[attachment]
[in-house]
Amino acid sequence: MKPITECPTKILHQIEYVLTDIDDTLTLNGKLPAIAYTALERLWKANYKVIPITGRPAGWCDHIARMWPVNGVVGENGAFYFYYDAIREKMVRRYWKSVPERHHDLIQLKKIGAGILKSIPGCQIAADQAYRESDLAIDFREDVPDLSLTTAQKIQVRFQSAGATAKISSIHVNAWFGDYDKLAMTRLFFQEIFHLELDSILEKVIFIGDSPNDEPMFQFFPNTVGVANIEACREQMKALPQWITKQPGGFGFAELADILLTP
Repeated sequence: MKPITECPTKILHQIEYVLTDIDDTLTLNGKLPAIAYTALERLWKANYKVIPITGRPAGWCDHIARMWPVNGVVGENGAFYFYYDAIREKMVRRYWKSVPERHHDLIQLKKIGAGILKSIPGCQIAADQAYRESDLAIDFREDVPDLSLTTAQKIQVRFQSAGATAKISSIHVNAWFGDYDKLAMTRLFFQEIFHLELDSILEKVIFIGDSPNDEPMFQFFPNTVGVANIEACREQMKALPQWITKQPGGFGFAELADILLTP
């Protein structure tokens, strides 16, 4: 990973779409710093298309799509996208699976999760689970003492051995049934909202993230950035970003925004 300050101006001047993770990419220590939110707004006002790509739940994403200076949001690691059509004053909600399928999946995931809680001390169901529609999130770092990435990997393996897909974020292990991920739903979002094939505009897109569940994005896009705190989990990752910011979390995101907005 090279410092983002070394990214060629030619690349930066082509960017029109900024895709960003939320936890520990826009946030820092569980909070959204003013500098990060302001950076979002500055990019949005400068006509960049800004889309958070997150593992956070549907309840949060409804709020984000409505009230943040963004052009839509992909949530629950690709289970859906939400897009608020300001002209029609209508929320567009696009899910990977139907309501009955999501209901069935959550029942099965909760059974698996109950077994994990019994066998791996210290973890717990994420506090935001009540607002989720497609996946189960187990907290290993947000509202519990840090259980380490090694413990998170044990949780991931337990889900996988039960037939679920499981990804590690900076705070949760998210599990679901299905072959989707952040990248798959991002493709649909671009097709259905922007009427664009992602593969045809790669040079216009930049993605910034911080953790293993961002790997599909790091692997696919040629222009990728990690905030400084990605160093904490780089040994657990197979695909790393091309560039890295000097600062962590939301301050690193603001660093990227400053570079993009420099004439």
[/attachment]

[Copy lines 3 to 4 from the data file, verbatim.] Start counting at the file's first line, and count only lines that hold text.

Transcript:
Repeated sequence: MKPITECPTKILHQIEYVLTDIDDTLTLNGKLPAIAYTALERLWKANYKVIPITGRPAGWCDHIARMWPVNGVVGENGAFYFYYDAIREKMVRRYWKSVPERHHDLIQLKKIGAGILKSIPGCQIAADQAYRESDLAIDFREDVPDLSLTTAQKIQVRFQSAGATAKISSIHVNAWFGDYDKLAMTRLFFQEIFHLELDSILEKVIFIGDSPNDEPMFQFFPNTVGVANIEACREQMKALPQWITKQPGGFGFAELADILLTP
């Protein structure tokens, strides 16, 4: 990973779409710093298309799509996208699976999760689970003492051995049934909202993230950035970003925004 300050101006001047993770990419220590939110707004006002790509739940994403200076949001690691059509004053909600399928999946995931809680001390169901529609999130770092990435990997393996897909974020292990991920739903979002094939505009897109569940994005896009705190989990990752910011979390995101907005 090279410092983002070394990214060629030619690349930066082509960017029109900024895709960003939320936890520990826009946030820092569980909070959204003013500098990060302001950076979002500055990019949005400068006509960049800004889309958070997150593992956070549907309840949060409804709020984000409505009230943040963004052009839509992909949530629950690709289970859906939400897009608020300001002209029609209508929320567009696009899910990977139907309501009955999501209901069935959550029942099965909760059974698996109950077994994990019994066998791996210290973890717990994420506090935001009540607002989720497609996946189960187990907290290993947000509202519990840090259980380490090694413990998170044990949780991931337990889900996988039960037939679920499981990804590690900076705070949760998210599990679901299905072959989707952040990248798959991002493709649909671009097709259905922007009427664009992602593969045809790669040079216009930049993605910034911080953790293993961002790997599909790091692997696919040629222009990728990690905030400084990605160093904490780089040994657990197979695909790393091309560039890295000097600062962590939301301050690193603001660093990227400053570079993009420099004439």